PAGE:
When a reporter from The City, a local nonprofit news organization, asked de Blasio about the case in September, he made news with his response: “To the question of whether sex workers should be arrested, my broad answer is no.”
In response to questions for this story, de Blasio’s spokeswoman Avery Cohen did not take a positition on the criminalization of sex work or respond to questions about racial disparities in enforcement. She underscored that sex workers are no longer “the key targets of arrest” and said, “Whether it’s through state legislation or through city policy, we are working to end exploitation and aid survivors of human trafficking. The NYPD Vice Unit will conduct itself in a way that reflects this goal.”
Prostitution arrests began to decline in 2017 when New York Police Commissioner James O’Neill promised to shift resources toward traffickers and buyers. “Make no mistake, this is one of the fastest growing criminal enterprises in the world, but the NYPD will not allow it to fester,” he said, announcing the addition of 25 vice officers to “conduct initial screening in trafficking cases.”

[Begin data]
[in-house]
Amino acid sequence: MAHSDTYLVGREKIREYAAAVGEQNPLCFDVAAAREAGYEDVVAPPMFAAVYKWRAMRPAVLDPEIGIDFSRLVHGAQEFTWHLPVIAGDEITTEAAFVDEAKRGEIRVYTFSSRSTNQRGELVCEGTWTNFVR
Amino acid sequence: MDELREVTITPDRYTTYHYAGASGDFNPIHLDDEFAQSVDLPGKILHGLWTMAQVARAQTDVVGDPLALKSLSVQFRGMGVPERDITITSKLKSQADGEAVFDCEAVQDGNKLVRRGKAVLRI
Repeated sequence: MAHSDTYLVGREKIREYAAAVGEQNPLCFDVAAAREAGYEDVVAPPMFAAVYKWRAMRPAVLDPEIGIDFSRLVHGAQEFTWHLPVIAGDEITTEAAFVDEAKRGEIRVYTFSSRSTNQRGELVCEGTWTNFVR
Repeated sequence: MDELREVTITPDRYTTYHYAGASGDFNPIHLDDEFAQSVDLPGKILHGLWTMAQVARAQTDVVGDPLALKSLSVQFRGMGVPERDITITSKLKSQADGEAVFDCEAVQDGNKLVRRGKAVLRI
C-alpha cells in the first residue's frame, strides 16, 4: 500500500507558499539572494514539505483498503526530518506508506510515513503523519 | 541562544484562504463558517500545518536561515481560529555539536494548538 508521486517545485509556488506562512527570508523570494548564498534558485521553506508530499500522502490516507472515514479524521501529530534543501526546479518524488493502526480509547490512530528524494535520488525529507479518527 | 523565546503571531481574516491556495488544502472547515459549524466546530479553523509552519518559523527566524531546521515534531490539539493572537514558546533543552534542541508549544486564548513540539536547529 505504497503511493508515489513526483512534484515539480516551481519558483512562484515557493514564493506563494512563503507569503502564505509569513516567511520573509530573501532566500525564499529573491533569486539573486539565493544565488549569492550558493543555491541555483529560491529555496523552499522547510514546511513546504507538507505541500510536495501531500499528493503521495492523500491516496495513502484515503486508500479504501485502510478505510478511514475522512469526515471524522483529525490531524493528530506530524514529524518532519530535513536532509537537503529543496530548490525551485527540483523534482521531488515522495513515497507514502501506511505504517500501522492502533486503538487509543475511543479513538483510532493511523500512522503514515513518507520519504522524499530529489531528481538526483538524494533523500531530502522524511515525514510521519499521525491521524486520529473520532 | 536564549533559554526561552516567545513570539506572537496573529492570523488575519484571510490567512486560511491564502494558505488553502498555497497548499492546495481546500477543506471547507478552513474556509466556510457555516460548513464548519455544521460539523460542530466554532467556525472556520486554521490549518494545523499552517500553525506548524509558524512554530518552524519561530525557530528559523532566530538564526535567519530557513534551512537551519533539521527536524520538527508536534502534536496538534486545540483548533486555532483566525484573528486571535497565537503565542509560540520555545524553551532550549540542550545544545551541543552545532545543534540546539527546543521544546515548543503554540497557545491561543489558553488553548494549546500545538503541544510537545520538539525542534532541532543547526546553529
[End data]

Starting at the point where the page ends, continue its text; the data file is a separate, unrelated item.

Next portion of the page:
But two officers who worked in vice at the time told ProPublica that the promise belied the way it was carried out. The department sent its least experienced officers, so-called white shields who occupy the lowest rank. According to the two officers, the new additions went after sex workers and their customers, not traffickers.
A separate anti-trafficking unit, which had fewer than 10 members, regularly had to turn down leads. With the unit short on personnel, Collado said, even experienced anti-trafficking detectives like himself had to focus mostly on “low-hanging fruit” rather than genuine trafficking networks. Arrests where the top charge is sex trafficking have increased only slightly in recent years, peaking at 55 in 2018, according to city data on violations of New York state law.
“There are no resources and there is no real investment,” said Anila Duro, an adjunct professor at John Jay College of Criminal Justice and a member of the federally funded Human Trafficking Task Force at the Brooklyn District Attorney’s Office, citing conversations with current officers.
Baker, the NYPD spokesman, countered that assessment, defending the department’s emphasis on trafficking and portraying vice as a unit of dedicated officers doing meaningful work. He confirmed that the 25 investigators were white shields but said they were “specially trained to investigate complaints of human trafficking and to conduct enforcement and build strong cases.” He said the move increased vice’s staffing to 114, but it’s now down to 96 because the department has had to respond to other pressing matters, like upticks in violent crime, protests and the coronavirus pandemic. Since April, there have been just 22 arrests for prostitution and 87 for patronizing.